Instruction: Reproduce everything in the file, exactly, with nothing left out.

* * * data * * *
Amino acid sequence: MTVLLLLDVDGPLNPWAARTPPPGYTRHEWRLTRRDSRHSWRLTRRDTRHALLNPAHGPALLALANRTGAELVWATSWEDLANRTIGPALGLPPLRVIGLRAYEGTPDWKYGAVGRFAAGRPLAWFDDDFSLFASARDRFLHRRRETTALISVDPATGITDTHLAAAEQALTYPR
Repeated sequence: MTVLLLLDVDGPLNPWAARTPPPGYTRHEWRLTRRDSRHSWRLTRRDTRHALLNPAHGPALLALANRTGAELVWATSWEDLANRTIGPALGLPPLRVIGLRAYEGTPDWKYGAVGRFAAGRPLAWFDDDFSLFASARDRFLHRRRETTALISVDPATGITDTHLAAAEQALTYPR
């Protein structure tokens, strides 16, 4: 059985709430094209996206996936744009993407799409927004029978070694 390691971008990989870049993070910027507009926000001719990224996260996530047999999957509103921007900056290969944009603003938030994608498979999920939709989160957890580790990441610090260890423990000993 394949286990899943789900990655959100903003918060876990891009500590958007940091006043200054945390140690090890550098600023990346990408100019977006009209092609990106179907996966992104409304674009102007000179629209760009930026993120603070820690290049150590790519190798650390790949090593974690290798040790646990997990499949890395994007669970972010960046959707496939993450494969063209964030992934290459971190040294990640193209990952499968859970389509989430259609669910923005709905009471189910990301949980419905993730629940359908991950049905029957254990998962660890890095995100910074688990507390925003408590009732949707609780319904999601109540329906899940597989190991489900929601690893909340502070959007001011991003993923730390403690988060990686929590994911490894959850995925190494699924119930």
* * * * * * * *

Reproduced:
Amino acid sequence: MTVLLLLDVDGPLNPWAARTPPPGYTRHEWRLTRRDSRHSWRLTRRDTRHALLNPAHGPALLALANRTGAELVWATSWEDLANRTIGPALGLPPLRVIGLRAYEGTPDWKYGAVGRFAAGRPLAWFDDDFSLFASARDRFLHRRRETTALISVDPATGITDTHLAAAEQALTYPR
Repeated sequence: MTVLLLLDVDGPLNPWAARTPPPGYTRHEWRLTRRDSRHSWRLTRRDTRHALLNPAHGPALLALANRTGAELVWATSWEDLANRTIGPALGLPPLRVIGLRAYEGTPDWKYGAVGRFAAGRPLAWFDDDFSLFASARDRFLHRRRETTALISVDPATGITDTHLAAAEQALTYPR
């Protein structure tokens, strides 16, 4: 059985709430094209996206996936744009993407799409927004029978070694 390691971008990989870049993070910027507009926000001719990224996260996530047999999957509103921007900056290969944009603003938030994608498979999920939709989160957890580790990441610090260890423990000993 394949286990899943789900990655959100903003918060876990891009500590958007940091006043200054945390140690090890550098600023990346990408100019977006009209092609990106179907996966992104409304674009102007000179629209760009930026993120603070820690290049150590790519190798650390790949090593974690290798040790646990997990499949890395994007669970972010960046959707496939993450494969063209964030992934290459971190040294990640193209990952499968859970389509989430259609669910923005709905009471189910990301949980419905993730629940359908991950049905029957254990998962660890890095995100910074688990507390925003408590009732949707609780319904999601109540329906899940597989190991489900929601690893909340502070959007001011991003993923730390403690988060990686929590994911490894959850995925190494699924119930």